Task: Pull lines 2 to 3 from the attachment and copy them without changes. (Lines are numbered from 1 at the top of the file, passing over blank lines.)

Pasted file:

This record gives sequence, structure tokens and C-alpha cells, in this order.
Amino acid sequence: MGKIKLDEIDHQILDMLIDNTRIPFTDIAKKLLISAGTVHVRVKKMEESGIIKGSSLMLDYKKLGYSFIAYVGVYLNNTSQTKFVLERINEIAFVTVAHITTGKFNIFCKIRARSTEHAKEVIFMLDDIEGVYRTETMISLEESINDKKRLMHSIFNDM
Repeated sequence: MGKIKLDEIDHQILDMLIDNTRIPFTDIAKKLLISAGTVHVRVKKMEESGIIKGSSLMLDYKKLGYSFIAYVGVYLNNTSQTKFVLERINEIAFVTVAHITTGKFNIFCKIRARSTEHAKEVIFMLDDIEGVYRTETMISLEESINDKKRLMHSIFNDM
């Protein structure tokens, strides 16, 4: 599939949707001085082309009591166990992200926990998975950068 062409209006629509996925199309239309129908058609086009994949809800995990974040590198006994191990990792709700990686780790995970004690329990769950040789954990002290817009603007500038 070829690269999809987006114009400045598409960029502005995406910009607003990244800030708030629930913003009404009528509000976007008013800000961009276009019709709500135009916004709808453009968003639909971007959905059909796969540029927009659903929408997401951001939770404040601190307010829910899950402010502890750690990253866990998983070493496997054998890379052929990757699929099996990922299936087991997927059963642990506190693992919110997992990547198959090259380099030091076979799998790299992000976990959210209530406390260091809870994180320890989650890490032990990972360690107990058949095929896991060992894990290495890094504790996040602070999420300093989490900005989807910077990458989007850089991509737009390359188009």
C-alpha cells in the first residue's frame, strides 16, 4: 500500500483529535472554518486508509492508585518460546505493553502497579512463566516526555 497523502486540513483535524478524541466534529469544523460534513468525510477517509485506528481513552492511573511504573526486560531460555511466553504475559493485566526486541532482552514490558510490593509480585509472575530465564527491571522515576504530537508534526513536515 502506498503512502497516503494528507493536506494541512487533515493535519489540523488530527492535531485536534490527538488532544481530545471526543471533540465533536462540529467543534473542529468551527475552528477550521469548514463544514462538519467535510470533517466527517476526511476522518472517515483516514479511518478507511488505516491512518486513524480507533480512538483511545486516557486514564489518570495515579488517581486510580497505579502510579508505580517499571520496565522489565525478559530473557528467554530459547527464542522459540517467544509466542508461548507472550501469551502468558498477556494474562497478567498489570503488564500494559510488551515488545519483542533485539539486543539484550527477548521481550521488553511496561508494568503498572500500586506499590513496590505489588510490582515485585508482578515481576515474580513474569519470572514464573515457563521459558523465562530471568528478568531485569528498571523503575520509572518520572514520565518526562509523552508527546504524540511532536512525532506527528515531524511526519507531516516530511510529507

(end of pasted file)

Amino acid sequence: MGKIKLDEIDHQILDMLIDNTRIPFTDIAKKLLISAGTVHVRVKKMEESGIIKGSSLMLDYKKLGYSFIAYVGVYLNNTSQTKFVLERINEIAFVTVAHITTGKFNIFCKIRARSTEHAKEVIFMLDDIEGVYRTETMISLEESINDKKRLMHSIFNDM
Repeated sequence: MGKIKLDEIDHQILDMLIDNTRIPFTDIAKKLLISAGTVHVRVKKMEESGIIKGSSLMLDYKKLGYSFIAYVGVYLNNTSQTKFVLERINEIAFVTVAHITTGKFNIFCKIRARSTEHAKEVIFMLDDIEGVYRTETMISLEESINDKKRLMHSIFNDM